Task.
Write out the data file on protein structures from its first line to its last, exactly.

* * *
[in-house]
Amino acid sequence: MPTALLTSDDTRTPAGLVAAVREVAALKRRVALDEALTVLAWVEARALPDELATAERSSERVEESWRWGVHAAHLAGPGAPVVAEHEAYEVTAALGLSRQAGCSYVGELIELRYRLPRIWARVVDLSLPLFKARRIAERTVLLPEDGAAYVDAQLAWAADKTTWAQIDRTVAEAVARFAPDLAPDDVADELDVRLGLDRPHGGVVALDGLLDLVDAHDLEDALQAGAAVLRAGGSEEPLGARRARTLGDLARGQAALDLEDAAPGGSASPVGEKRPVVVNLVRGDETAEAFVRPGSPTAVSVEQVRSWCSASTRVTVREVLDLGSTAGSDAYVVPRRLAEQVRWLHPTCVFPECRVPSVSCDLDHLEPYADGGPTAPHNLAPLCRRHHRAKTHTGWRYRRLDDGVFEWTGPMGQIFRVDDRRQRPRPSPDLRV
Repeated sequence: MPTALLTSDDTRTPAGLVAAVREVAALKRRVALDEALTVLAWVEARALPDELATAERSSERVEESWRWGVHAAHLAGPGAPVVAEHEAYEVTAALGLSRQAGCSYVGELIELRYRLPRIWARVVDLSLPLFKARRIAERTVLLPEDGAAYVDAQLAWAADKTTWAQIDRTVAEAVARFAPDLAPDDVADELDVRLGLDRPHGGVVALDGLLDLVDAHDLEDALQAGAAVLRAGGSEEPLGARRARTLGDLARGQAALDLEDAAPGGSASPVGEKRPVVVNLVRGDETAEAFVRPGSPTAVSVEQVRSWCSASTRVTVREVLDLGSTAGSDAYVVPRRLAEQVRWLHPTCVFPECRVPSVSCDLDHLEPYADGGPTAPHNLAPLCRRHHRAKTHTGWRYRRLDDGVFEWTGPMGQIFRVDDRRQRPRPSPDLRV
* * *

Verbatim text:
[in-house]
Amino acid sequence: MPTALLTSDDTRTPAGLVAAVREVAALKRRVALDEALTVLAWVEARALPDELATAERSSERVEESWRWGVHAAHLAGPGAPVVAEHEAYEVTAALGLSRQAGCSYVGELIELRYRLPRIWARVVDLSLPLFKARRIAERTVLLPEDGAAYVDAQLAWAADKTTWAQIDRTVAEAVARFAPDLAPDDVADELDVRLGLDRPHGGVVALDGLLDLVDAHDLEDALQAGAAVLRAGGSEEPLGARRARTLGDLARGQAALDLEDAAPGGSASPVGEKRPVVVNLVRGDETAEAFVRPGSPTAVSVEQVRSWCSASTRVTVREVLDLGSTAGSDAYVVPRRLAEQVRWLHPTCVFPECRVPSVSCDLDHLEPYADGGPTAPHNLAPLCRRHHRAKTHTGWRYRRLDDGVFEWTGPMGQIFRVDDRRQRPRPSPDLRV
Repeated sequence: MPTALLTSDDTRTPAGLVAAVREVAALKRRVALDEALTVLAWVEARALPDELATAERSSERVEESWRWGVHAAHLAGPGAPVVAEHEAYEVTAALGLSRQAGCSYVGELIELRYRLPRIWARVVDLSLPLFKARRIAERTVLLPEDGAAYVDAQLAWAADKTTWAQIDRTVAEAVARFAPDLAPDDVADELDVRLGLDRPHGGVVALDGLLDLVDAHDLEDALQAGAAVLRAGGSEEPLGARRARTLGDLARGQAALDLEDAAPGGSASPVGEKRPVVVNLVRGDETAEAFVRPGSPTAVSVEQVRSWCSASTRVTVREVLDLGSTAGSDAYVVPRRLAEQVRWLHPTCVFPECRVPSVSCDLDHLEPYADGGPTAPHNLAPLCRRHHRAKTHTGWRYRRLDDGVFEWTGPMGQIFRVDDRRQRPRPSPDLRV